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This is a special two-part series. Read Preeti's blog on Integrating Positive and Community Psychology.
Academic Psychology has had a rather short history, just shy of 150 years. In this time, the field has seen numerous views on the human psyche – humans have been likened to limited capacity communication machines, non-volitional hedonistic beings seeking gratification of physical wants, information processors like computers that function on inputs and outputs, systems that learn to react to environmental inputs, and so on. Following the second World War, there was an emphasis on developing a medical, biologically-based understanding of the enigma that is the human mind – copious amounts of funds and research were dedicated to understanding ‘devious’ behaviors, identifying faulty genes that lead to such behaviors, developing classifications of illness, and developing treatments to overcome the illnesses and reach ‘normal’ functioning.
Despite these wide-ranging efforts to paint a precise picture of the human mind, there was always something lacking – an understanding of human beings as more than their limitations, diseases, and deficiencies. The father of Positive Psychology – Martin Seligman – recognized the potential of Psychology to focus not just on weaknesses, but also strengths. Not just repairing the worst, but also building the best; not just understanding how to overcome prejudice, but also learning to foster acceptance; not just healing the wounds of the distressed, but also fulfilling the lives of the healthy. And hence emerged the explosively popular Positive Psychology – the philosophy that takes into account human strength, potential, and growth.
The central tenet of Positive Psychology is that a study of human beings can never deem itself complete if it shines an exclusive focus on ‘fixing what is wrong’ – it must reach beyond, to study how humans can thrive and reach their maximal potential.
As the Positive Psychology researcher Christopher Peterson puts it, “Positive Psychology is the scientific study of what goes right in life, from birth to death, and at all stops in between”. That rather sappy description of the field brings to mind many pop-psychologists, motivational speakers, self-proclaimed gurus, and BuzzFeed articles, and their lackluster, “choose to look at the glass half full” approach, and their “positivity is key” mottos. And while many do fall prey to typecasting Positive Psychology as another endeavor in the aforementioned list, it could not be more apart from them. What truly makes Positive Psychology stand apart is its strong foundation of extensive empirical research which has supported its suppositions. Interventions rooted in Positive Psychology have been shown to alleviate mental illnesses, as well as enhance growth, wellbeing, and health. Numerous elaborately researched theories and models form the backbone of the field and its understanding of what human beings are. Moreover, Positive Psychology does not negate the existence of a darker side of the human psyche (like Maslow’s Humanistic Psychology), but only urges to look beyond this darker side.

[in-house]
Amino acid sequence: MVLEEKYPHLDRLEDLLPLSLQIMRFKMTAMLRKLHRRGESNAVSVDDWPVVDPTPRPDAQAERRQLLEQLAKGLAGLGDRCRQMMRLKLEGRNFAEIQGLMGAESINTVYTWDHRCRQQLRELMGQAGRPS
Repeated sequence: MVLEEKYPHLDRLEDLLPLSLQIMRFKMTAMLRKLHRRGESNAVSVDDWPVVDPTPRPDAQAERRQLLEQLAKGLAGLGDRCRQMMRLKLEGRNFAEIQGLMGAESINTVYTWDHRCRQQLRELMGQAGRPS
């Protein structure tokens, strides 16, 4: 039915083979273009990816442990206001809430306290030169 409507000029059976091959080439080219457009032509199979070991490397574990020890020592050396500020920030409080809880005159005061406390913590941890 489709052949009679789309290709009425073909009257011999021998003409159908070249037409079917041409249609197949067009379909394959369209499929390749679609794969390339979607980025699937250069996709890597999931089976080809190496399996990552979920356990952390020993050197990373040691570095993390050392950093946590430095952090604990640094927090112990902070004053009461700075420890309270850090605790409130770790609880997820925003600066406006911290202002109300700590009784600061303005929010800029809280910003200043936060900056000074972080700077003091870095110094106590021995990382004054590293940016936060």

However, the true merit of Positive Psychology lies not in the intricate nature of its theories, or the extensive nature of the research designs that support it – but in the practical applications of Positive Psychology, and the real-world changes that it has been shown to effect. In fact, Applied Positive Psychology has emerged as a sub-field in itself, attempting to develop practices that touch lives. The applicability of Positive Psychology has been demonstrated in education, mental health clinics, healthcare, community settings, marital therapy, sports, and even workplaces. Organizations using interventions based on Positive Psychology have been shown to effectively increase person-job fit, employee engagement, work-life balance, organizational commitment, and organizational learning. These changes have reflected in tangible, objective outcomes such as the percentage increase in the per-person productivity and decreased annual turnover rates. In schools and classrooms, targeted positive interventions have been linked to increased levels of classroom learning and Grade Point Averages. Self-discipline is twice as good a predictor of high school grades as IQ, and can be nurtured through Positive Psychology interventions. Techniques have been developed that can be adopted in intimate partner relationships to foster love, offset divorces, and build healthier home environments.
What makes Positive Psychology special is its real-world relevance, beyond the realm of academic journals and statistical analyses of data.
It caters to anyone who wants to be happier, healthier, more optimistic and hopeful, courageous and wise. As human beings, we are all on our individual journeys, and no matter what step we’re on, Positive Psychology is a guidepost that shows us how to move courageously to the next one.
Donaldson, S. I., Csikszentmihalyi, M., Nakamura, J. (2011). Applied Positive Psychology: Improving Everyday Life, Health, Schools, Work, and Society. Routledge.
Gable, S. L., & Haidt, J. (2005). What (and why) is positive psychology? Review of General Psychology, 9(2), 103–110. doi:10.1037/1089-2622.214.171.124
Lopez, S. J., Pedrotti, J. T., & Snyder, C. R. (2018). Positive psychology: The scientific and practical explorations of human strengths. Sage Publications.
Peterson, C. (2006). A Primer in Positive Psychology. Oxford University Press.
Seligman, M. E. P., Ernst, R. M., Gillham, J., Reivich, K., & Linkins, M. (2009). Positive education: positive psychology and classroom interventions. Oxford Review of Education, 35(3), 293–311. doi:10.1080/03054980902934563